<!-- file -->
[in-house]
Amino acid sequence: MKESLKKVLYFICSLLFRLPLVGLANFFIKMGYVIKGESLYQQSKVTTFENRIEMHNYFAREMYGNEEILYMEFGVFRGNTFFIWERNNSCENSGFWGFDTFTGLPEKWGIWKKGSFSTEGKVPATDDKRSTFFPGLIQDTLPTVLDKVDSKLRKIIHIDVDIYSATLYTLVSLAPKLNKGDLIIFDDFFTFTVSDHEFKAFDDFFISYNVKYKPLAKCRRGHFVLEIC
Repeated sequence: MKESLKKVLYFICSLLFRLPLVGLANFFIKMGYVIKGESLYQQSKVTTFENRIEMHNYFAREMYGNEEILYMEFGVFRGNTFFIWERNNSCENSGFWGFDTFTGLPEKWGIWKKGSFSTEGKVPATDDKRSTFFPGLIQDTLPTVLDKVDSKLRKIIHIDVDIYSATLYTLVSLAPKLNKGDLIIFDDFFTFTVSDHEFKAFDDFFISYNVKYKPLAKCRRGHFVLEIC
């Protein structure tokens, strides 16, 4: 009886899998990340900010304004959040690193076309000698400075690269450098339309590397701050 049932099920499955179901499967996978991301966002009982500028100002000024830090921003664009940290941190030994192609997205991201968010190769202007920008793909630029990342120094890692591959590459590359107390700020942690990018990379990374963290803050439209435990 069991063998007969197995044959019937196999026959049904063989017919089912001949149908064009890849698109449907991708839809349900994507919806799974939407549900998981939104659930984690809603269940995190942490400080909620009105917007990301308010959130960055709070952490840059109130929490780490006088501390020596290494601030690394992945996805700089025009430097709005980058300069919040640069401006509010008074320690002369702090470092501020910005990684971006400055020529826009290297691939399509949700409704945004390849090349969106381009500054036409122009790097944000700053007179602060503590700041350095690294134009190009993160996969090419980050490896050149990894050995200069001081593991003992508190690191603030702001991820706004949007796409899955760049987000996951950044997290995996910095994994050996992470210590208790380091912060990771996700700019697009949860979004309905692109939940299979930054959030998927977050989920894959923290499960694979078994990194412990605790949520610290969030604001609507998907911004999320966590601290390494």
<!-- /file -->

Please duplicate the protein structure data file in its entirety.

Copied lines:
[in-house]
Amino acid sequence: MKESLKKVLYFICSLLFRLPLVGLANFFIKMGYVIKGESLYQQSKVTTFENRIEMHNYFAREMYGNEEILYMEFGVFRGNTFFIWERNNSCENSGFWGFDTFTGLPEKWGIWKKGSFSTEGKVPATDDKRSTFFPGLIQDTLPTVLDKVDSKLRKIIHIDVDIYSATLYTLVSLAPKLNKGDLIIFDDFFTFTVSDHEFKAFDDFFISYNVKYKPLAKCRRGHFVLEIC
Repeated sequence: MKESLKKVLYFICSLLFRLPLVGLANFFIKMGYVIKGESLYQQSKVTTFENRIEMHNYFAREMYGNEEILYMEFGVFRGNTFFIWERNNSCENSGFWGFDTFTGLPEKWGIWKKGSFSTEGKVPATDDKRSTFFPGLIQDTLPTVLDKVDSKLRKIIHIDVDIYSATLYTLVSLAPKLNKGDLIIFDDFFTFTVSDHEFKAFDDFFISYNVKYKPLAKCRRGHFVLEIC
């Protein structure tokens, strides 16, 4: 009886899998990340900010304004959040690193076309000698400075690269450098339309590397701050 049932099920499955179901499967996978991301966002009982500028100002000024830090921003664009940290941190030994192609997205991201968010190769202007920008793909630029990342120094890692591959590459590359107390700020942690990018990379990374963290803050439209435990 069991063998007969197995044959019937196999026959049904063989017919089912001949149908064009890849698109449907991708839809349900994507919806799974939407549900998981939104659930984690809603269940995190942490400080909620009105917007990301308010959130960055709070952490840059109130929490780490006088501390020596290494601030690394992945996805700089025009430097709005980058300069919040640069401006509010008074320690002369702090470092501020910005990684971006400055020529826009290297691939399509949700409704945004390849090349969106381009500054036409122009790097944000700053007179602060503590700041350095690294134009190009993160996969090419980050490896050149990894050995200069001081593991003992508190690191603030702001991820706004949007796409899955760049987000996951950044997290995996910095994994050996992470210590208790380091912060990771996700700019697009949860979004309905692109939940299979930054959030998927977050989920894959923290499960694979078994990194412990605790949520610290969030604001609507998907911004999320966590601290390494």